In September of 2005 Faith Gibson of Canada gave birth to Meah, a beautiful baby girl. Meah was born with a hole in her heart, which required surgery and a seven-month hospital stay. Faith believed at the time that her daughter’s condition was just an unfortunate happenstance, but last year after reading an article about birth defects associated with the prescription antidepressant Paxil she started to speculate that the Paxil she took during her pregnancy could have been responsible for Meah’s terrible birth defect. In December of 2005, the same month Meah was born, the FDA issued a warning for an elevated risk of cardiovascular birth defects associated for the children of women taking Paxil during pregnancy. Faith is now launching a lawsuit against GlaxoSmithKline, the makers of Paxil, alleging that the company failed to provide adequate safety information regarding the risks of taking Paxil during pregnancy.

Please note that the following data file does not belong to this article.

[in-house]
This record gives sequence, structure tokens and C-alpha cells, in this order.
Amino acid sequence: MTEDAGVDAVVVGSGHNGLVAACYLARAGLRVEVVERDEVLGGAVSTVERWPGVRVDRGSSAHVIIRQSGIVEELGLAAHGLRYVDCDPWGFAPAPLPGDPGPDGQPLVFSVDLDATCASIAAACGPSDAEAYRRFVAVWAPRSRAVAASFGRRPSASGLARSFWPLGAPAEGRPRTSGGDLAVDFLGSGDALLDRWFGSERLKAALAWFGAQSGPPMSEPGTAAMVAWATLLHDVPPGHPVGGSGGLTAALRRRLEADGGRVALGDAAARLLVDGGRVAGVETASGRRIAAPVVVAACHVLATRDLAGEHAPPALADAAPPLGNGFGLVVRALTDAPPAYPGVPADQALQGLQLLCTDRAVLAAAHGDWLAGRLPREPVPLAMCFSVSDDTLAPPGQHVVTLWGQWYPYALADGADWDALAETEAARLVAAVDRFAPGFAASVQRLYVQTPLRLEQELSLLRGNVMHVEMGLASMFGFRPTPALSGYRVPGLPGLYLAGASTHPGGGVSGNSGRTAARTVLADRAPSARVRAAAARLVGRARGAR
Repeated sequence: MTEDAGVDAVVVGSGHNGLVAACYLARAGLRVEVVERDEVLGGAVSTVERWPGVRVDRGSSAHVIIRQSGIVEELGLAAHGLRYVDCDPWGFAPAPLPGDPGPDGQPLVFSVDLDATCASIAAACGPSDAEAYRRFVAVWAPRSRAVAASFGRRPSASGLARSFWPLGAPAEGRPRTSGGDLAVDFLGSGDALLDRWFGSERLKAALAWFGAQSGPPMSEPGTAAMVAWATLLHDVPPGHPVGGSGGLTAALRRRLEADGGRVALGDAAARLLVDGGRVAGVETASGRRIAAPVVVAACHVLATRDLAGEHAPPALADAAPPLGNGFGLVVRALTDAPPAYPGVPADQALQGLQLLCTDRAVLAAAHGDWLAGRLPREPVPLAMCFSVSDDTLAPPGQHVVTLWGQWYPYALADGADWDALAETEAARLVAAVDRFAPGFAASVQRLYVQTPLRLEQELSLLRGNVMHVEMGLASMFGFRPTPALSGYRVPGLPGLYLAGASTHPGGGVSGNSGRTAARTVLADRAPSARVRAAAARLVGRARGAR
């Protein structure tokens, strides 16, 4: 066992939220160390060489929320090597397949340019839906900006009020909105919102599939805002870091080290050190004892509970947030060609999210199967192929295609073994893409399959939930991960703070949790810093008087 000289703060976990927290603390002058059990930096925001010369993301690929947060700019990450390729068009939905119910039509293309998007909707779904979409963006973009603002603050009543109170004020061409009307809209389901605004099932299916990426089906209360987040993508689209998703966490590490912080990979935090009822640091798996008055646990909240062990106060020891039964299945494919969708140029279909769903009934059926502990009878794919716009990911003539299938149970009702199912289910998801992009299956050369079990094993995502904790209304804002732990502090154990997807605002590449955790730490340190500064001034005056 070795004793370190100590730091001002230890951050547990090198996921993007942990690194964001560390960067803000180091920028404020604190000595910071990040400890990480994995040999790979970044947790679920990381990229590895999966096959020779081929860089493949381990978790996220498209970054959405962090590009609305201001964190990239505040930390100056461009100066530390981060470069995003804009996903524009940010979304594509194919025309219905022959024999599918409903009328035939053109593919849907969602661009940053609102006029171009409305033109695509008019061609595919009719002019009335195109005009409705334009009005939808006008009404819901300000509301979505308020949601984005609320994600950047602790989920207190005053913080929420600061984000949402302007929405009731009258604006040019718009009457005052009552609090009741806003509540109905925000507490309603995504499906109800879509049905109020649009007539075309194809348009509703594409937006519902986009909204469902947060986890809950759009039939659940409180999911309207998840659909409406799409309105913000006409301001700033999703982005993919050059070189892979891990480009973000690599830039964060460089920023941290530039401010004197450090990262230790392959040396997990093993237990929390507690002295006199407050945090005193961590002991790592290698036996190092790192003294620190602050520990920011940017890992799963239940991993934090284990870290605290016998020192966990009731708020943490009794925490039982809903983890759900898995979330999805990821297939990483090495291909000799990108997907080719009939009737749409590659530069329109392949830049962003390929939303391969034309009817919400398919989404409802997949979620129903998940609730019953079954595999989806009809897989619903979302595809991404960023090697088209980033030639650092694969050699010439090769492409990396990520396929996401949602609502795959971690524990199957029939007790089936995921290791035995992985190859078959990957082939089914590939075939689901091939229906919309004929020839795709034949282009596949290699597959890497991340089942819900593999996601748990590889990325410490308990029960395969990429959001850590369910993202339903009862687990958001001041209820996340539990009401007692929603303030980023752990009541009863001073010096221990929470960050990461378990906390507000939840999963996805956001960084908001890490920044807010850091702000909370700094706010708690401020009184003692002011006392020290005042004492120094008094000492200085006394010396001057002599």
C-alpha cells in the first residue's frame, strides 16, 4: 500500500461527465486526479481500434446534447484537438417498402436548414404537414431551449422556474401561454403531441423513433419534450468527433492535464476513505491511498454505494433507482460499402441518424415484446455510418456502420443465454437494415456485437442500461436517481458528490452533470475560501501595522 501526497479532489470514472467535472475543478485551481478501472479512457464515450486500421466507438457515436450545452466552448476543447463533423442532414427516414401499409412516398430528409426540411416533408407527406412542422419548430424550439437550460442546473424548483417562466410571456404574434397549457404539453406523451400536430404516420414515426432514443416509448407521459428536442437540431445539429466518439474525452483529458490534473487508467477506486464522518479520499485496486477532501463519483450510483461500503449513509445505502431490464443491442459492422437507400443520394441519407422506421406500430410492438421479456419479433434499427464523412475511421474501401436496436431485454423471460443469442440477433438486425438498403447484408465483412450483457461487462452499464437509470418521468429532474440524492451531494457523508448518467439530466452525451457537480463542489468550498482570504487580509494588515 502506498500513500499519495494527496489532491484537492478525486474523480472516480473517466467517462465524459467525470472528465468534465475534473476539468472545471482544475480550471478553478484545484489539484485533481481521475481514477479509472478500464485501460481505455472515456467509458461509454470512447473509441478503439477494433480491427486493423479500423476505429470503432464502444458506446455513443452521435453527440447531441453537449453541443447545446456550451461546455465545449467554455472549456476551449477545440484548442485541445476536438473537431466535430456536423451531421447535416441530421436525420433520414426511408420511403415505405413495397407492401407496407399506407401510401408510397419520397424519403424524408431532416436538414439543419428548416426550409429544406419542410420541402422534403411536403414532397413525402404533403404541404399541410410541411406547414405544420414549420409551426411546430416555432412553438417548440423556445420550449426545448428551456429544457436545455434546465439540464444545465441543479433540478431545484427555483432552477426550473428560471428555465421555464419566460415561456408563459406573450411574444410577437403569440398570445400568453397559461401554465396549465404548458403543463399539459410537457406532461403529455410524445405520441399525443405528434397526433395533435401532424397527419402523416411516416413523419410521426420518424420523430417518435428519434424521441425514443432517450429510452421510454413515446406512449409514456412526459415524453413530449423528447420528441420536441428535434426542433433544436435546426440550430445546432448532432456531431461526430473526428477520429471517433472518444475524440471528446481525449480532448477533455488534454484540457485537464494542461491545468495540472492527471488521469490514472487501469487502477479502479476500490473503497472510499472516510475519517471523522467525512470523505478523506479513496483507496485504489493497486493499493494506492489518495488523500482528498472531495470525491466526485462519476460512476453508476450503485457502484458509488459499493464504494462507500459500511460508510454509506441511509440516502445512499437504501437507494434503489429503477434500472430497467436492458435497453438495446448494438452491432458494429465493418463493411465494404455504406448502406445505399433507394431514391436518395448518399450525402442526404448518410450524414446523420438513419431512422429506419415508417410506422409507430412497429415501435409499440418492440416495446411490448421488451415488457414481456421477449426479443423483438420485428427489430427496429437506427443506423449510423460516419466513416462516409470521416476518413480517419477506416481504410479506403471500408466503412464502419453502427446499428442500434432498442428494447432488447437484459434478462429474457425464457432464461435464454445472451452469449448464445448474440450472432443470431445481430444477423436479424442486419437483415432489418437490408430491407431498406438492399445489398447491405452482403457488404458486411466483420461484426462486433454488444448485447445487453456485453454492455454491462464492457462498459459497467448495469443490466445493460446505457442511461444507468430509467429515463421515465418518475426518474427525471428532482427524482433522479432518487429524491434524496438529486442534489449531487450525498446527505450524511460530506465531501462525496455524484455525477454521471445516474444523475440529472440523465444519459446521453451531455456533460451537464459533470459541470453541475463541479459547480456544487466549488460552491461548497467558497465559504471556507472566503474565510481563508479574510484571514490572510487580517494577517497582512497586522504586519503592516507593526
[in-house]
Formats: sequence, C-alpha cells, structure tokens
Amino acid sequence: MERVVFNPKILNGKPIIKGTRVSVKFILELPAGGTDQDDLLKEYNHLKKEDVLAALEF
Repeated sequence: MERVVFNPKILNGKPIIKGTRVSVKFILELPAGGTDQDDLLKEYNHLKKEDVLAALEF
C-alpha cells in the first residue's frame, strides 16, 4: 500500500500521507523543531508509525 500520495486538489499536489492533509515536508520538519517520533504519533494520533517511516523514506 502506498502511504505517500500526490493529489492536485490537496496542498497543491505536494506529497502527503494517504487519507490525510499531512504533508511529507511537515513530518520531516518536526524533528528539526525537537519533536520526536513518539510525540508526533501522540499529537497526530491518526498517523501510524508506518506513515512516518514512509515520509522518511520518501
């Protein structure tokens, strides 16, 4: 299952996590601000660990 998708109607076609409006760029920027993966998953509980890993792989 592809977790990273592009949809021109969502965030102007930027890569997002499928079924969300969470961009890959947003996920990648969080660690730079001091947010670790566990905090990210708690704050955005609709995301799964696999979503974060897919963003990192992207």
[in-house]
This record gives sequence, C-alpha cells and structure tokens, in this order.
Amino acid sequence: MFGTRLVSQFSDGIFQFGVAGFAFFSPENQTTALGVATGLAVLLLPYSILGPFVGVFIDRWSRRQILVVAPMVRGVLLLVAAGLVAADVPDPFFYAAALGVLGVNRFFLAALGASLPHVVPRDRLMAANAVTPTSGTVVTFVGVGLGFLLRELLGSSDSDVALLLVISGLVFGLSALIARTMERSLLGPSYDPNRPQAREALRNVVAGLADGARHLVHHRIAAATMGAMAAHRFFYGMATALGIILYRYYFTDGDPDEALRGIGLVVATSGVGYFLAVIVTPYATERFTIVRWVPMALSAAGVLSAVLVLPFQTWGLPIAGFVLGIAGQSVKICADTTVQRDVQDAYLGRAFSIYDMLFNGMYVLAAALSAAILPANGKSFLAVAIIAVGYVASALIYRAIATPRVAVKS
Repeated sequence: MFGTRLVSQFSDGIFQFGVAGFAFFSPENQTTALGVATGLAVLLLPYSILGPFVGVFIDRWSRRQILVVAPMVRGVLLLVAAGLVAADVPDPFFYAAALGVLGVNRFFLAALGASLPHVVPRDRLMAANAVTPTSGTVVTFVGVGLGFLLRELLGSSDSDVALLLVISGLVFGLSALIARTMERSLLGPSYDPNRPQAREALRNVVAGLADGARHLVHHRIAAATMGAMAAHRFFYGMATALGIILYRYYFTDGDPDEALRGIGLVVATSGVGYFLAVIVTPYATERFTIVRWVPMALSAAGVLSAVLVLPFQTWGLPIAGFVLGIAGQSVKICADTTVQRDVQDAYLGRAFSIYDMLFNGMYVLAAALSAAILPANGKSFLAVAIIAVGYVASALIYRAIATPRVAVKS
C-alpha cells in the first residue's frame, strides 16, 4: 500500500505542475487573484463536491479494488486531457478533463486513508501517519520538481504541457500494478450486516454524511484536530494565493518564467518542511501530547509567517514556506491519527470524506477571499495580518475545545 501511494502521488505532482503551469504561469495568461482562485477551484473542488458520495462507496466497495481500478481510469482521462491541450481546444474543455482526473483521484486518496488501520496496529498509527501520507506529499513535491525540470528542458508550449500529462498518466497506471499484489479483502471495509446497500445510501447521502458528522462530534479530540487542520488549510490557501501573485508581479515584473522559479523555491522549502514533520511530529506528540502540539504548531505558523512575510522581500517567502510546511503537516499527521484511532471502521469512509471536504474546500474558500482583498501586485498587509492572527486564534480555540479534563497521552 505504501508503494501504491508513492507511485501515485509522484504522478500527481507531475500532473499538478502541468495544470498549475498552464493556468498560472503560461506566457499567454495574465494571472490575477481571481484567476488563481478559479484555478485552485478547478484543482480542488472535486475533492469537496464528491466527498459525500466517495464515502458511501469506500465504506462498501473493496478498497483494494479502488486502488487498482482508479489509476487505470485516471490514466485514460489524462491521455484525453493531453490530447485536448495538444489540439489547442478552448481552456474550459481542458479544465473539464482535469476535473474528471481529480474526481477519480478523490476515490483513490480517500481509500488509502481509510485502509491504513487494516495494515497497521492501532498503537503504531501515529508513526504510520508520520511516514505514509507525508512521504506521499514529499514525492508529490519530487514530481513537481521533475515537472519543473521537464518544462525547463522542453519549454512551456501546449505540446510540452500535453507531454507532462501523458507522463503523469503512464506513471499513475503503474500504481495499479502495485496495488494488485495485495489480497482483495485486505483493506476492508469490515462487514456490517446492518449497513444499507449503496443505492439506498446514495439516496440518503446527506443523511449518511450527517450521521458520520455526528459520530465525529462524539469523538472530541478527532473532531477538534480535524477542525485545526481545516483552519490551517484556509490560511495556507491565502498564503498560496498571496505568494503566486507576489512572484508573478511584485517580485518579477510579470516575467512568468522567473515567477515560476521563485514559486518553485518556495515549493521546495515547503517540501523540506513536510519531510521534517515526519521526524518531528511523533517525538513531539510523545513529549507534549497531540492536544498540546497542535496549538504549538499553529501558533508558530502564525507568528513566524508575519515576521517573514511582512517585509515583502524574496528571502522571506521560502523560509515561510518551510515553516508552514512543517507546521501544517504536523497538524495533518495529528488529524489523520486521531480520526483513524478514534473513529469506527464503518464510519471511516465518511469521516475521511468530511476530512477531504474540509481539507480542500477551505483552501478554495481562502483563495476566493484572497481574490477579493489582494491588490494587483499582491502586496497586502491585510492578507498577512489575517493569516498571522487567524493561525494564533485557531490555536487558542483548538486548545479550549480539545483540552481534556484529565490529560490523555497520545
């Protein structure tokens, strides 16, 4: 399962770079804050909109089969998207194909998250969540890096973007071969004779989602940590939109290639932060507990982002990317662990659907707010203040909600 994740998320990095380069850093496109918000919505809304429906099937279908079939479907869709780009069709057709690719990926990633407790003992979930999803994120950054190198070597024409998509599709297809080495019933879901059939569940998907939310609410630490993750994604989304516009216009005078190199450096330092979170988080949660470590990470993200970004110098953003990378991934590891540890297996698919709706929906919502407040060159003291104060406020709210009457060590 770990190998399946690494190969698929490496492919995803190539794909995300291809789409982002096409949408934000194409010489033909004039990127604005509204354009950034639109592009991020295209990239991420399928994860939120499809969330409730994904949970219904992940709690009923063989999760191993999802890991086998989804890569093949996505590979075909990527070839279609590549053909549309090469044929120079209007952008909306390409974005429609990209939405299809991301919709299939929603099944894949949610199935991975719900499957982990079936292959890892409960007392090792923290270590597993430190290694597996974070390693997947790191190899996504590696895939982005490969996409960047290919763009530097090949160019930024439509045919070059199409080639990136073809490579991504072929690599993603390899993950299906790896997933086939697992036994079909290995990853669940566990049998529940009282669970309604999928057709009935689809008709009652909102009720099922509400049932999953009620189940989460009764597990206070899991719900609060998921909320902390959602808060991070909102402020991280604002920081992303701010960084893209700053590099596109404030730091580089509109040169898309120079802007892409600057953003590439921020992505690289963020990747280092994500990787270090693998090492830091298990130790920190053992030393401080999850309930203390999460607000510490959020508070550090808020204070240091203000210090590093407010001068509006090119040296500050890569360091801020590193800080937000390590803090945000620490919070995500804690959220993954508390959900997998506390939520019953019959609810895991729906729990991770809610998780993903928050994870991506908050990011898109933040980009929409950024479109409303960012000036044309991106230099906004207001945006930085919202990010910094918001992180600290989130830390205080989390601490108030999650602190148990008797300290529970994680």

Gibson’s lawsuit alleges that GSK “knew or ought to have known . . . that there was a significant risk of serious adverse cardiovascular complication for newborns from pregnant mothers ingesting Paxil” and that the hole in Meah’s heart was caused or contributed to by the use of Paxil.
The 2005 FDA warning came in response to a major U.S. study that found the occurrence of major birth defects, particularly cardiovascular defects, associated with the children of mothers taking Paxil during their first trimester to be twice that of women not taking the drug. A later study out of Sweden reaffirmed these findings.
Gibson’s lawyer, David Rosenberg, said part of what the suit will clarify is what GSK knew about the dangers of the drug and when.
GlaxoSmithKline has not issued a public statement regarding the lawsuit.